A development proposal under consideration by the District of Coldstream is dead in the water after a group of residents vehemently opposed the idea at a council meeting Monday evening.
The proposed development involved the construction of a subdivision containing 14 duplexes, for a total of 28 units, on a rural property located at 7608 Coldstream Creek Road, between Pine Drive and Meadow Road. Currently the property has a single family dwelling towards Coldstream Creek Road, with an open field in the rear.
Council was requested to give first reading of a bylaw to rezone the property for the construction of semi-detached dwellings (two side by side units).
In their application for their development and rezoning permit, the consulting engineering firm Kerr Wood Leidal, stated that the rezoning is consistent with the Regional Growth Strategy and OCP, as it would provide: infill development close to the Coldstream Town Centre; opportunity for residents to use active transportation methods; increased housing density and housing variety for different socioeconomic groups.
The firm further stated that the application meets the current strategic growth plan for densifying urban residential development near the Coldstream Town Center, while providing affordable diversified housing and active transportation opportunities.
In his address to council members and staff, Coldstream resident Matthew Peters, who lives on a lot near the subject property, opposed the notion, adding that he did not feel this development was something the people of Coldstream wanted.
“I wouldn’t presume to tell a developer or council how to develop a property,” he told the crowd. “But in respect to the current neighbourhood, there are plenty of options already in terms of property that meet the criteria in the OCP, and this proposal does not adhere to any of them.”
Peters continued, expressing his concern for the aesthetic of the proposed structures in question, as well as road safety in the area.
“The duplexes that have been built (in the past) are upscale, and are in new neighbourhoods, rather than older, existing neighbourhoods — so this is a very different plan than what’s been implemented by the district before. The key roadway design, I have concerns about as well, it’s being proposed for an area that has a blind hill.”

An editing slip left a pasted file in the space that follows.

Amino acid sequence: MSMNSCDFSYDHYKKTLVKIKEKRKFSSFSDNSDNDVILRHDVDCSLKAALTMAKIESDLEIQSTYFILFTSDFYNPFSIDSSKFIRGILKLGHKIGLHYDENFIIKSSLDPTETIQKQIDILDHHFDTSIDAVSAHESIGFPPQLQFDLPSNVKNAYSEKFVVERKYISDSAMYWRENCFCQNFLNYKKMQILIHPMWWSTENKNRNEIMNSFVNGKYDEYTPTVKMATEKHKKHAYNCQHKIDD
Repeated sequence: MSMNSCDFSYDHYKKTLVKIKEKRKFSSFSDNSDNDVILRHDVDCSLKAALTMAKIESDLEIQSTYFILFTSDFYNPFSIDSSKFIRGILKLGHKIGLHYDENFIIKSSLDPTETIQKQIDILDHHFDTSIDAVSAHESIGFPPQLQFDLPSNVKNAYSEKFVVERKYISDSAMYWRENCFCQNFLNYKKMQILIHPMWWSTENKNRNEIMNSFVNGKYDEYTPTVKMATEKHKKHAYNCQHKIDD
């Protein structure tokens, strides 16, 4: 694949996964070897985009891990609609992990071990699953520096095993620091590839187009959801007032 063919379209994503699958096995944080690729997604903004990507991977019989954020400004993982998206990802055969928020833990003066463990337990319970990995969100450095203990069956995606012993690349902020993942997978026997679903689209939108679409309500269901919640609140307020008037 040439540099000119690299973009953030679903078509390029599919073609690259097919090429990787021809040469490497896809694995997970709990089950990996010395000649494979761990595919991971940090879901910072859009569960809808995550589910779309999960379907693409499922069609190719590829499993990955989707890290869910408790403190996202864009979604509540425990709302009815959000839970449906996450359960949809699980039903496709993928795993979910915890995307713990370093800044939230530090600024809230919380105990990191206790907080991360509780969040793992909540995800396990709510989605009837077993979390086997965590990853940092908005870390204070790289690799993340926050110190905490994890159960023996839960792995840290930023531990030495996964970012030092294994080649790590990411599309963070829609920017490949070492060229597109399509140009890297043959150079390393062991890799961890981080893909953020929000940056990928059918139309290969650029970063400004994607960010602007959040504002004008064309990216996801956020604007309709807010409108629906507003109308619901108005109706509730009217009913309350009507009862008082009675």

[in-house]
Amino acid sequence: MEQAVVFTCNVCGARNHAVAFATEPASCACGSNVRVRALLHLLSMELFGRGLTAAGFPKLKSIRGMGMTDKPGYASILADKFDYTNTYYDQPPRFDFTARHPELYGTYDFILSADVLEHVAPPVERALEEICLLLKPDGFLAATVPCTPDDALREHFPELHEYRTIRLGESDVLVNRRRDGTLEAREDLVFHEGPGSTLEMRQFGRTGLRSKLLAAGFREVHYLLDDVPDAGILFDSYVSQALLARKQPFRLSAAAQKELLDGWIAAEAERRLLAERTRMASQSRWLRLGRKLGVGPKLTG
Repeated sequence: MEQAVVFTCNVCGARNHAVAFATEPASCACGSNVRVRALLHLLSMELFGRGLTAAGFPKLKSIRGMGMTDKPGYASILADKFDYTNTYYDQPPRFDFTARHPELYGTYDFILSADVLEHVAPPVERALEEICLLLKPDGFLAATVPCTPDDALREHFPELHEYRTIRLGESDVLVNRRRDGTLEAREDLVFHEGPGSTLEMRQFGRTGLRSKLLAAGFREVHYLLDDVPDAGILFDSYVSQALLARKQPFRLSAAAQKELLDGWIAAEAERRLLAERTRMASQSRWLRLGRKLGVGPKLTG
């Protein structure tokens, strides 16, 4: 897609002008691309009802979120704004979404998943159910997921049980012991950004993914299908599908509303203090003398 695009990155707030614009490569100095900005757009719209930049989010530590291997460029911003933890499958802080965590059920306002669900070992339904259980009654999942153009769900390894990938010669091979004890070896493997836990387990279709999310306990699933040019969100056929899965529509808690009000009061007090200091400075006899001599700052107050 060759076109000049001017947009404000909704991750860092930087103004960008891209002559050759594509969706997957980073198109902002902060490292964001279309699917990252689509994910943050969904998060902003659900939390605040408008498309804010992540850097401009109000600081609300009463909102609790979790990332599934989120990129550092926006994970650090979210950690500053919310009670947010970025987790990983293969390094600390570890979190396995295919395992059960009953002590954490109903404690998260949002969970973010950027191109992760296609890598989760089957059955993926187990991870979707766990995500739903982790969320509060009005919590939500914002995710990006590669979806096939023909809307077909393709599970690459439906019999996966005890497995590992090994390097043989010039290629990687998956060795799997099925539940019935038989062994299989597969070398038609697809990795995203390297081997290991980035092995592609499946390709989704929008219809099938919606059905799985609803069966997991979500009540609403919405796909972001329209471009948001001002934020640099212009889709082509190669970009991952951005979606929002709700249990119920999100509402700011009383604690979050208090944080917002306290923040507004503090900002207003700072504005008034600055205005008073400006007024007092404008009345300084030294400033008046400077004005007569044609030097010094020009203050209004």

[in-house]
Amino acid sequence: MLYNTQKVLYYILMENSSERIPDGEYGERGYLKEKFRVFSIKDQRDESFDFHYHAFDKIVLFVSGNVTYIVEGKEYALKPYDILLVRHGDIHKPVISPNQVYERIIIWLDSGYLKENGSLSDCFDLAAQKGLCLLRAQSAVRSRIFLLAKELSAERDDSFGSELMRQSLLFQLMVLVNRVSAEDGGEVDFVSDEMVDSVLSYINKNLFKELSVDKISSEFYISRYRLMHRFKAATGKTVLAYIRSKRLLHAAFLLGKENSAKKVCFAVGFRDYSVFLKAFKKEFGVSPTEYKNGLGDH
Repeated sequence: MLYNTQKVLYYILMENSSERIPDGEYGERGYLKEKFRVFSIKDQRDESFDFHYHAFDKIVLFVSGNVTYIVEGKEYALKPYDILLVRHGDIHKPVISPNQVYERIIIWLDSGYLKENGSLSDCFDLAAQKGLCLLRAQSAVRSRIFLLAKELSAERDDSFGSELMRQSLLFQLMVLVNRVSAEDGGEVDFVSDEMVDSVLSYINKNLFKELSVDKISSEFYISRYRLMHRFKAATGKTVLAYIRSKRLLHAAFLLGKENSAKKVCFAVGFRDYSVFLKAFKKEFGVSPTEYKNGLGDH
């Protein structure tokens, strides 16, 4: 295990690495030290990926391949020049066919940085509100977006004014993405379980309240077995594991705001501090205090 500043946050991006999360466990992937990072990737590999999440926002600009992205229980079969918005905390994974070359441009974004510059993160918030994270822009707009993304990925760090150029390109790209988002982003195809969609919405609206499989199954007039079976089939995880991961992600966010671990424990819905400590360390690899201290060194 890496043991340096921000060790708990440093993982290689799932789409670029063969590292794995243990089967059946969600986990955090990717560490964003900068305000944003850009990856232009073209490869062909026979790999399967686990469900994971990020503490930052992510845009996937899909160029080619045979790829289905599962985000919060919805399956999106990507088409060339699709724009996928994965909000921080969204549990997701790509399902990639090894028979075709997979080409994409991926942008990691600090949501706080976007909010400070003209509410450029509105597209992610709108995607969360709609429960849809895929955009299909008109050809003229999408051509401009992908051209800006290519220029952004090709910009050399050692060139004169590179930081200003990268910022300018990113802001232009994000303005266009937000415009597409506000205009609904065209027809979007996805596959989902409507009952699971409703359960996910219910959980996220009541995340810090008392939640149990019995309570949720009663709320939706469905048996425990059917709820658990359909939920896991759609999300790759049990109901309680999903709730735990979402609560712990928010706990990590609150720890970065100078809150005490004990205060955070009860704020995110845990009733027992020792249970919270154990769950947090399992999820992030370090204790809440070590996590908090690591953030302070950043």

Another Coldstream resident, Uriah Kane, also lives on a nearby property with his wife and three young daughters. He echoed Peters, adding that he too, was “shocked” at the high density proposal.
“I saw that as directly affecting my family,” Kane said. “We don’t have street lights, we don’t have sidewalks on Meadow Road, but assuming this development goes through in its current state, that t-intersection format would directly impact the amount of traffic coming and going in front of our house.”
Ideally, given a choice, he’d love to see that property developed as a cu-de-sac.
“I’m just really concerned about the traffic punching through that t-section,” he reiterated.
Two more residents spoke briefly after Kane, prompting Mayor Jim Garlick to gently remind the audience that if council were to move forward with the proposal, a public hearing, which was not on Monday evenings schedule, would occur and give residents the opportunity to come forward with their concerns.
Kane and Matthews were scheduled as delegations, meaning they had submitted prior requests to speak at the meeting. In acknowledgement of their constituents, council members expressed their own concerns regarding the rezoning proposal, and opted not to move forward with it.
Mike Reiley, who received much of the correspondence with the developer and engineers, declined to comment on the outcome, as did Mark Forsyth, branch manager with Kerr Wood Leidal’s Okanagan office, who has been working with the applicant, John McKay.